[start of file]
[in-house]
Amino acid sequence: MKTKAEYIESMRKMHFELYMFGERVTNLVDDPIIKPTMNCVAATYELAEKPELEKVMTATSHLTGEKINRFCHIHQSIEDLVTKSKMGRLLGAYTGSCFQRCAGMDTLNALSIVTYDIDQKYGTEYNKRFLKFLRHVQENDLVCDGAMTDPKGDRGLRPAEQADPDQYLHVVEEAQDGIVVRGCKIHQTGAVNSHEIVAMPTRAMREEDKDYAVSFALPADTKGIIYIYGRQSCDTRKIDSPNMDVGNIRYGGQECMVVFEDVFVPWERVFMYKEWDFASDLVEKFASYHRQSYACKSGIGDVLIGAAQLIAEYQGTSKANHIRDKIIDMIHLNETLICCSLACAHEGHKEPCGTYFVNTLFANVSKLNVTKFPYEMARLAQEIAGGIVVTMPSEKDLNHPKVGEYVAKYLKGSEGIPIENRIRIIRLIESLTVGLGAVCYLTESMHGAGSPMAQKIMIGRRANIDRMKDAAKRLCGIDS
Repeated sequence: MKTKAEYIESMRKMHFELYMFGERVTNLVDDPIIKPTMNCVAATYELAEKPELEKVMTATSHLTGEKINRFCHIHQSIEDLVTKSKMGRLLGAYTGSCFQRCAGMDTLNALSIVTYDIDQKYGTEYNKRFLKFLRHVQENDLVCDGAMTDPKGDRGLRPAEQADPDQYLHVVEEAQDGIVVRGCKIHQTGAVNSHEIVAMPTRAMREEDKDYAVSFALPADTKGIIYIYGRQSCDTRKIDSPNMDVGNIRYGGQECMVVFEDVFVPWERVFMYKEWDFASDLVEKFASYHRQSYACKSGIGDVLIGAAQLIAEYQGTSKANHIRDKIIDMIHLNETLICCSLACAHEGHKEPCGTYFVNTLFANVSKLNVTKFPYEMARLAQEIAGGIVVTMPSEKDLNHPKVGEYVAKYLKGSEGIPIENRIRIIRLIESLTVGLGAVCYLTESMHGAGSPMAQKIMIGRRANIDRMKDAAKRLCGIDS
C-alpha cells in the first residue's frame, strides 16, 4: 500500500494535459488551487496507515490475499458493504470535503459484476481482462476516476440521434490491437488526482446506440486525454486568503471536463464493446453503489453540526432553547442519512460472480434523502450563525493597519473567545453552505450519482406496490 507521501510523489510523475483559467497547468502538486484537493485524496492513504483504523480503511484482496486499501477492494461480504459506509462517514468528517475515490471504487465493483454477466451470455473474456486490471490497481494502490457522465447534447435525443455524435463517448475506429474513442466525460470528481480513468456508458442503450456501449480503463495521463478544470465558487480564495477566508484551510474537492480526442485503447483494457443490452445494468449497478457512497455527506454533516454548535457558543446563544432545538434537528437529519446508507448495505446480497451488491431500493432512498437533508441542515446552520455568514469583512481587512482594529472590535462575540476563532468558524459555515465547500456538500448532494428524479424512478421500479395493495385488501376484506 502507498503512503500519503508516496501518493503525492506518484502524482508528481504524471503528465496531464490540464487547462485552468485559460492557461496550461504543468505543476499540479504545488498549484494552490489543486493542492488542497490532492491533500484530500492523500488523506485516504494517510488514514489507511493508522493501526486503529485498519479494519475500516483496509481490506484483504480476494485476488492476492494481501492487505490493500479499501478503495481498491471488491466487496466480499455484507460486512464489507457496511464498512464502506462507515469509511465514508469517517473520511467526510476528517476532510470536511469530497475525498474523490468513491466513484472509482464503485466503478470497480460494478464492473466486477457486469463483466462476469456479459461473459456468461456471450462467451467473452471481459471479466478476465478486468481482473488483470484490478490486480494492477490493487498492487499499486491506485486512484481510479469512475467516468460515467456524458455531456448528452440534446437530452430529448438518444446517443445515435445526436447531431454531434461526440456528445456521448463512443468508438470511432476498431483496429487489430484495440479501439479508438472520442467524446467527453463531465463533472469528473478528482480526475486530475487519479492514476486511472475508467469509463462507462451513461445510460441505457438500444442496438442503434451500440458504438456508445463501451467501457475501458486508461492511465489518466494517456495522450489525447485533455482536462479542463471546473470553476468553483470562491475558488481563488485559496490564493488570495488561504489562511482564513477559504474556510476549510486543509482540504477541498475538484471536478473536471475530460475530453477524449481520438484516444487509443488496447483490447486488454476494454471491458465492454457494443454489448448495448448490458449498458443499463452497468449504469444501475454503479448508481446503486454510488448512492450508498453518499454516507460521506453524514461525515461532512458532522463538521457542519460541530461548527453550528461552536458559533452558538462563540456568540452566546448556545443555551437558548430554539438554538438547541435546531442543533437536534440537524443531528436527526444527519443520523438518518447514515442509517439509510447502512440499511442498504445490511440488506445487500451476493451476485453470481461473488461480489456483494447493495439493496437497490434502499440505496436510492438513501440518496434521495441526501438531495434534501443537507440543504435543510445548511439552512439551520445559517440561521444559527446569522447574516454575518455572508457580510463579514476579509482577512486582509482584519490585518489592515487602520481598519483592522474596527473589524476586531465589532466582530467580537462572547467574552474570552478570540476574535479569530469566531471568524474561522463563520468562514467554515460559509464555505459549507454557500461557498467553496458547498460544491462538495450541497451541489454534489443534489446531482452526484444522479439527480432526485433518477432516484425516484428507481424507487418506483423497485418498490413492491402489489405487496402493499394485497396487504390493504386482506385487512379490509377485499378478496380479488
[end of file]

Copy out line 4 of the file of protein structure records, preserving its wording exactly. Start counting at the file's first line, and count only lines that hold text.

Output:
C-alpha cells in the first residue's frame, strides 16, 4: 500500500494535459488551487496507515490475499458493504470535503459484476481482462476516476440521434490491437488526482446506440486525454486568503471536463464493446453503489453540526432553547442519512460472480434523502450563525493597519473567545453552505450519482406496490 507521501510523489510523475483559467497547468502538486484537493485524496492513504483504523480503511484482496486499501477492494461480504459506509462517514468528517475515490471504487465493483454477466451470455473474456486490471490497481494502490457522465447534447435525443455524435463517448475506429474513442466525460470528481480513468456508458442503450456501449480503463495521463478544470465558487480564495477566508484551510474537492480526442485503447483494457443490452445494468449497478457512497455527506454533516454548535457558543446563544432545538434537528437529519446508507448495505446480497451488491431500493432512498437533508441542515446552520455568514469583512481587512482594529472590535462575540476563532468558524459555515465547500456538500448532494428524479424512478421500479395493495385488501376484506 502507498503512503500519503508516496501518493503525492506518484502524482508528481504524471503528465496531464490540464487547462485552468485559460492557461496550461504543468505543476499540479504545488498549484494552490489543486493542492488542497490532492491533500484530500492523500488523506485516504494517510488514514489507511493508522493501526486503529485498519479494519475500516483496509481490506484483504480476494485476488492476492494481501492487505490493500479499501478503495481498491471488491466487496466480499455484507460486512464489507457496511464498512464502506462507515469509511465514508469517517473520511467526510476528517476532510470536511469530497475525498474523490468513491466513484472509482464503485466503478470497480460494478464492473466486477457486469463483466462476469456479459461473459456468461456471450462467451467473452471481459471479466478476465478486468481482473488483470484490478490486480494492477490493487498492487499499486491506485486512484481510479469512475467516468460515467456524458455531456448528452440534446437530452430529448438518444446517443445515435445526436447531431454531434461526440456528445456521448463512443468508438470511432476498431483496429487489430484495440479501439479508438472520442467524446467527453463531465463533472469528473478528482480526475486530475487519479492514476486511472475508467469509463462507462451513461445510460441505457438500444442496438442503434451500440458504438456508445463501451467501457475501458486508461492511465489518466494517456495522450489525447485533455482536462479542463471546473470553476468553483470562491475558488481563488485559496490564493488570495488561504489562511482564513477559504474556510476549510486543509482540504477541498475538484471536478473536471475530460475530453477524449481520438484516444487509443488496447483490447486488454476494454471491458465492454457494443454489448448495448448490458449498458443499463452497468449504469444501475454503479448508481446503486454510488448512492450508498453518499454516507460521506453524514461525515461532512458532522463538521457542519460541530461548527453550528461552536458559533452558538462563540456568540452566546448556545443555551437558548430554539438554538438547541435546531442543533437536534440537524443531528436527526444527519443520523438518518447514515442509517439509510447502512440499511442498504445490511440488506445487500451476493451476485453470481461473488461480489456483494447493495439493496437497490434502499440505496436510492438513501440518496434521495441526501438531495434534501443537507440543504435543510445548511439552512439551520445559517440561521444559527446569522447574516454575518455572508457580510463579514476579509482577512486582509482584519490585518489592515487602520481598519483592522474596527473589524476586531465589532466582530467580537462572547467574552474570552478570540476574535479569530469566531471568524474561522463563520468562514467554515460559509464555505459549507454557500461557498467553496458547498460544491462538495450541497451541489454534489443534489446531482452526484444522479439527480432526485433518477432516484425516484428507481424507487418506483423497485418498490413492491402489489405487496402493499394485497396487504390493504386482506385487512379490509377485499378478496380479488